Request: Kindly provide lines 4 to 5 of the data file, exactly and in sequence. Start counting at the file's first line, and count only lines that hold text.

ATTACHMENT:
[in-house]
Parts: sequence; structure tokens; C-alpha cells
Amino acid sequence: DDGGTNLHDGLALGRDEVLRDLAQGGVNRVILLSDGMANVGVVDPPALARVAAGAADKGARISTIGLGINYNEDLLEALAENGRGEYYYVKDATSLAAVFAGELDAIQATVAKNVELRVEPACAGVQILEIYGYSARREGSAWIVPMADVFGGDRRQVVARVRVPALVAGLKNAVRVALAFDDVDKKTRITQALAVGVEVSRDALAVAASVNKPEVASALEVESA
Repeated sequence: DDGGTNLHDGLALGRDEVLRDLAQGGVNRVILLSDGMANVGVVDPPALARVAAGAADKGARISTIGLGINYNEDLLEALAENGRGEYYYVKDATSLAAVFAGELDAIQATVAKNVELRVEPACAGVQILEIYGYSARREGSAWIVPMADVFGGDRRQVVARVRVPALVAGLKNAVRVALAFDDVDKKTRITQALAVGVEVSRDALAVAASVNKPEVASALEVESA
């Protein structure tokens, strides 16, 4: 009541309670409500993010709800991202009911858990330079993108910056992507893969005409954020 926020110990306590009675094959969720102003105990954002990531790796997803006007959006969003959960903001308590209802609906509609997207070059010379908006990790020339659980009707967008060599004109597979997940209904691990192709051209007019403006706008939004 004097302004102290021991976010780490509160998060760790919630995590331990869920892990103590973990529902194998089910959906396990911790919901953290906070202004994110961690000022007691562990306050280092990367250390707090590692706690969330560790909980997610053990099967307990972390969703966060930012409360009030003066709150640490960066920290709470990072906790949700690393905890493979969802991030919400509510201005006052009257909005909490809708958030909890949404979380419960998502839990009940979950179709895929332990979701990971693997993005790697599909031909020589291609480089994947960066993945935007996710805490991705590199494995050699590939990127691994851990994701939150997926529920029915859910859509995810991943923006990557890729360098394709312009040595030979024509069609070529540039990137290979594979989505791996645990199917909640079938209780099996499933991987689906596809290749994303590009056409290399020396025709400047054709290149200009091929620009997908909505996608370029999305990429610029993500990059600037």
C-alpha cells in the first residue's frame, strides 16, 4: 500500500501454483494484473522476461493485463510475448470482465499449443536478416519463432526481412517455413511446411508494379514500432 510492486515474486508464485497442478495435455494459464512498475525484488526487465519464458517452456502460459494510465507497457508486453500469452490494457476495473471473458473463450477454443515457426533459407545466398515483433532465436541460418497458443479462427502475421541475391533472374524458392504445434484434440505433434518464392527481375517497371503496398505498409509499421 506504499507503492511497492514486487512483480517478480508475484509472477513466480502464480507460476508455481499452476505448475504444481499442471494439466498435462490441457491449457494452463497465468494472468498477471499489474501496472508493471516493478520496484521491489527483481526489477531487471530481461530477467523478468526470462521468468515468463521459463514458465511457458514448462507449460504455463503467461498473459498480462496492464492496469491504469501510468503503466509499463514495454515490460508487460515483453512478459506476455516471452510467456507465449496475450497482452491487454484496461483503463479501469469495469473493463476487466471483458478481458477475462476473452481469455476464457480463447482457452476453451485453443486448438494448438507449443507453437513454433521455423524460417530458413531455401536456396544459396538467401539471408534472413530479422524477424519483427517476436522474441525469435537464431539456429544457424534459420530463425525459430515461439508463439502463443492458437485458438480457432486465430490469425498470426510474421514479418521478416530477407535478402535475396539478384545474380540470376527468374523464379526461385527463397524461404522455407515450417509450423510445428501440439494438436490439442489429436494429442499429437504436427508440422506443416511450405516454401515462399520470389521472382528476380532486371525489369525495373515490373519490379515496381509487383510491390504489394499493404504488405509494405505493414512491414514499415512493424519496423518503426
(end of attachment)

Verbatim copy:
Repeated sequence: DDGGTNLHDGLALGRDEVLRDLAQGGVNRVILLSDGMANVGVVDPPALARVAAGAADKGARISTIGLGINYNEDLLEALAENGRGEYYYVKDATSLAAVFAGELDAIQATVAKNVELRVEPACAGVQILEIYGYSARREGSAWIVPMADVFGGDRRQVVARVRVPALVAGLKNAVRVALAFDDVDKKTRITQALAVGVEVSRDALAVAASVNKPEVASALEVESA
């Protein structure tokens, strides 16, 4: 009541309670409500993010709800991202009911858990330079993108910056992507893969005409954020 926020110990306590009675094959969720102003105990954002990531790796997803006007959006969003959960903001308590209802609906509609997207070059010379908006990790020339659980009707967008060599004109597979997940209904691990192709051209007019403006706008939004 004097302004102290021991976010780490509160998060760790919630995590331990869920892990103590973990529902194998089910959906396990911790919901953290906070202004994110961690000022007691562990306050280092990367250390707090590692706690969330560790909980997610053990099967307990972390969703966060930012409360009030003066709150640490960066920290709470990072906790949700690393905890493979969802991030919400509510201005006052009257909005909490809708958030909890949404979380419960998502839990009940979950179709895929332990979701990971693997993005790697599909031909020589291609480089994947960066993945935007996710805490991705590199494995050699590939990127691994851990994701939150997926529920029915859910859509995810991943923006990557890729360098394709312009040595030979024509069609070529540039990137290979594979989505791996645990199917909640079938209780099996499933991987689906596809290749994303590009056409290399020396025709400047054709290149200009091929620009997908909505996608370029999305990429610029993500990059600037």